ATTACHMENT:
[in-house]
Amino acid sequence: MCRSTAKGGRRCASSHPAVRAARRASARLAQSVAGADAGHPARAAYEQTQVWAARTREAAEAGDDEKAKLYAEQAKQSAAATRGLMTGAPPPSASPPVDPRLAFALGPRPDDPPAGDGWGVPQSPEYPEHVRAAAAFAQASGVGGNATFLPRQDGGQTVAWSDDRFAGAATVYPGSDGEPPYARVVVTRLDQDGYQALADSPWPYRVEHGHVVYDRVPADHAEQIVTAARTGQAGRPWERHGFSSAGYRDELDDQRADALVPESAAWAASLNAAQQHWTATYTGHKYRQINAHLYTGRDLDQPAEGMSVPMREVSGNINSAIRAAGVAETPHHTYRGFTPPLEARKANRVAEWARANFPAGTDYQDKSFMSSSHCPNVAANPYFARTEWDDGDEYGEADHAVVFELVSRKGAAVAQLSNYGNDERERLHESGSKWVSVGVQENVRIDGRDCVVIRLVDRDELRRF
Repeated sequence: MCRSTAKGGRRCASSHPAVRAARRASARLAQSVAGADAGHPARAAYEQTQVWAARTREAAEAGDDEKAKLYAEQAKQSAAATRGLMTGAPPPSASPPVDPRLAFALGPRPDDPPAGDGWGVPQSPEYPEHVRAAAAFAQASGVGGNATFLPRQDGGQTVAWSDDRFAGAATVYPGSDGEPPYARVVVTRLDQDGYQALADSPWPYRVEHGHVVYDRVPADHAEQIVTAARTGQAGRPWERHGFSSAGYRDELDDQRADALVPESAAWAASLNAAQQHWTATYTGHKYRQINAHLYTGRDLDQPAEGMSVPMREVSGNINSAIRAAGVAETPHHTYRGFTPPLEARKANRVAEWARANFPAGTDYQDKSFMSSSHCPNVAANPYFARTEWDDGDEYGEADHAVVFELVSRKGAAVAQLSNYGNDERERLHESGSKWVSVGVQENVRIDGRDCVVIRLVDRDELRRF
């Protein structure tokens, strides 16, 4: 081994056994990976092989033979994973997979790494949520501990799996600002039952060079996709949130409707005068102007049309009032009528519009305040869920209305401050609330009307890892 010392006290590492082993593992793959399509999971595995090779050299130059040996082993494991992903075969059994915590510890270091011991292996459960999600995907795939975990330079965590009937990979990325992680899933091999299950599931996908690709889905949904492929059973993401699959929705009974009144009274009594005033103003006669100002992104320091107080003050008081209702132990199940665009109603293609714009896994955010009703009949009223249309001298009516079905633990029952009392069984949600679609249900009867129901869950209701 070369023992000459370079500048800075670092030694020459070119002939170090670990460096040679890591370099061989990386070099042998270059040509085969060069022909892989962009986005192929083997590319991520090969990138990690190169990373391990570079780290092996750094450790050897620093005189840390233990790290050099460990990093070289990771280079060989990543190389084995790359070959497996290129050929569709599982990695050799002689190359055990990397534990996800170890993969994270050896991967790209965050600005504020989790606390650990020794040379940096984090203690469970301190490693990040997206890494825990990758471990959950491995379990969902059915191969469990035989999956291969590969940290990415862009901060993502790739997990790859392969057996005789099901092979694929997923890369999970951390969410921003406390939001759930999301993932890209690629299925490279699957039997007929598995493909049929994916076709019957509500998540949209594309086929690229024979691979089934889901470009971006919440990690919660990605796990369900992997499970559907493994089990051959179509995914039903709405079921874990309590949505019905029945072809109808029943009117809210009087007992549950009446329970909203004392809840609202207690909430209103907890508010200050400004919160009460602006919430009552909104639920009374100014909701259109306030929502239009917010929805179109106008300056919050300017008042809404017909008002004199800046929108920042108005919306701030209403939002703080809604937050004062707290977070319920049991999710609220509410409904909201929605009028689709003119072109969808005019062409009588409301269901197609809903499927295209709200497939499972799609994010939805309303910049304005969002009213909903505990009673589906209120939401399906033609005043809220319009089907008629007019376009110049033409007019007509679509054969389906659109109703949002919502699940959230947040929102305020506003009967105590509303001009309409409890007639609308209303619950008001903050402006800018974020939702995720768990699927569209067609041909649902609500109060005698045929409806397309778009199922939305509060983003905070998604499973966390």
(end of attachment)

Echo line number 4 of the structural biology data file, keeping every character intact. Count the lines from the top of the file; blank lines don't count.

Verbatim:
């Protein structure tokens, strides 16, 4: 081994056994990976092989033979994973997979790494949520501990799996600002039952060079996709949130409707005068102007049309009032009528519009305040869920209305401050609330009307890892 010392006290590492082993593992793959399509999971595995090779050299130059040996082993494991992903075969059994915590510890270091011991292996459960999600995907795939975990330079965590009937990979990325992680899933091999299950599931996908690709889905949904492929059973993401699959929705009974009144009274009594005033103003006669100002992104320091107080003050008081209702132990199940665009109603293609714009896994955010009703009949009223249309001298009516079905633990029952009392069984949600679609249900009867129901869950209701 070369023992000459370079500048800075670092030694020459070119002939170090670990460096040679890591370099061989990386070099042998270059040509085969060069022909892989962009986005192929083997590319991520090969990138990690190169990373391990570079780290092996750094450790050897620093005189840390233990790290050099460990990093070289990771280079060989990543190389084995790359070959497996290129050929569709599982990695050799002689190359055990990397534990996800170890993969994270050896991967790209965050600005504020989790606390650990020794040379940096984090203690469970301190490693990040997206890494825990990758471990959950491995379990969902059915191969469990035989999956291969590969940290990415862009901060993502790739997990790859392969057996005789099901092979694929997923890369999970951390969410921003406390939001759930999301993932890209690629299925490279699957039997007929598995493909049929994916076709019957509500998540949209594309086929690229024979691979089934889901470009971006919440990690919660990605796990369900992997499970559907493994089990051959179509995914039903709405079921874990309590949505019905029945072809109808029943009117809210009087007992549950009446329970909203004392809840609202207690909430209103907890508010200050400004919160009460602006919430009552909104639920009374100014909701259109306030929502239009917010929805179109106008300056919050300017008042809404017909008002004199800046929108920042108005919306701030209403939002703080809604937050004062707290977070319920049991999710609220509410409904909201929605009028689709003119072109969808005019062409009588409301269901197609809903499927295209709200497939499972799609994010939805309303910049304005969002009213909903505990009673589906209120939401399906033609005043809220319009089907008629007019376009110049033409007019007509679509054969389906659109109703949002919502699940959230947040929102305020506003009967105590509303001009309409409890007639609308209303619950008001903050402006800018974020939702995720768990699927569209067609041909649902609500109060005698045929409806397309778009199922939305509060983003905070998604499973966390």